The women’s health community was blindsided this week by the news that a former ally had turned its back on the women it purports to help. Susan G. Komen for the Cure, the largest nonprofit focused on breast cancer in the United States, has said it will pull grants totaling nearly $700,000 that go to breast cancer screenings and mammogram referrals from Planned Parenthood.
Anti-choice politics. It turns out Komen’s founder, Nancy G. Brinker, is a huge George W. Bush supporter, and a senior official, Karen Handel, campaigned for governor of Georgia as a fierce Planned Parenthood opponent. Supposedly Komen has a new rule about not donating to organizations that are under investigation by the U.S. government. The only reason anti-choice politicians want to investigate Planned Parenthood is because they claim federal money intended for the 97 percent of PP’s non-abortion-related services is fungible (i.e., a saintly taxpayer’s pure dollar intended for cancer screening could accidentally come into contact with a dirty whore’s abortion money).
This, despite the fact that money wasn’t being used for abortion. This, despite the fact there’s no link between abortion and breast cancer. This, despite the fact so many low-income women have nowhere but Planned Parenthood to go for breast health. This, despite the fact if you want to shun women who have abortions, you’ll be ignoring one-third of us.
How very “pro-life” to deny money for life-saving screenings.
I have not supported Komen in the past, as I’m not close with anyone who has struggled with breast cancer and been a fan of the foundation.* Honestly, I’m a little tired of facing “pink October” and seeing “save the tatas” paraphernalia. Shouldn’t we be focused on, I don’t know — saving women’s lives? I have no doubt choosing a mastectomy is gut-wrenching, but as high-profile cases such as Christina Applegate and Giuliana Rancic show, most women would rather lose their breasts than their lives. (For more of a great long read on this topic, check out Barbara Ehrenreich’s “Welcome to Cancerland.”)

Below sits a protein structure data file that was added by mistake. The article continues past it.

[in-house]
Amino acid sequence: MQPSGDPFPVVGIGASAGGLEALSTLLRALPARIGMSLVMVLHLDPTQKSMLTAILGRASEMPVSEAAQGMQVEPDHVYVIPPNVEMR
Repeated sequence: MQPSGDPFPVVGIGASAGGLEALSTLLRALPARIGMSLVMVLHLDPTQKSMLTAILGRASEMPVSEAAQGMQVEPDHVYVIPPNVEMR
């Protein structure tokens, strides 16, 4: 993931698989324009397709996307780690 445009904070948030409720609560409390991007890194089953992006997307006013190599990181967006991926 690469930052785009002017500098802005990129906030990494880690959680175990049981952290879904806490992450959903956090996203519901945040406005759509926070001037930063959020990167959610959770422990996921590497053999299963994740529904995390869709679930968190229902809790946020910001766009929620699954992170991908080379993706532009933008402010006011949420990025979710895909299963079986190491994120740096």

The real issue I have with the Race for the Cure, though, and other charity events like it is that so little of their money goes to what they actually purport to be advocating. In the case of the Komen Foundation, their express purpose is finding a cure for breast cancer. Yet, according to their fund report from 2009, only 17% of the money they received/earned went to funding cancer research. As the author in the aforementioned link notes, they did other worthwhile things with their money, but still. 17% for the actual cause of the charity? In addition, also according to the link, the Komen Foundation is notorious for suing any charity, no matter how small, who has ‘for the cure’ in its name. How is that effective use of donation money, really?
Komen representatives seemed unprepared for the backlash and refused to answer repeated questions from the press. Negative comments are being deleted from the Facebook page. A nonprofit PR expert explains this is how not to run a nonprofit in The Accidental Rebranding of Komen for the Cure.
I hope Komen does restore funding to Planned Parenthood, but for me, and a lot of other people, the damage is done. We have seen what Komen’s priorities are, and they don’t include women’s health care.
A line has been drawn in the sand. Do you stand with women and Planned Parenthood?
Or do you stand with radical ideology and Susan G. Komen for the Cure?
ETA: If you’ve previously donated to Komen and would like a list of alternatives, check out Five Ways to Support Women’s Health for All.
*This originally said I don’t know anyone personally who has had breast cancer. I have been corrected in the comments below.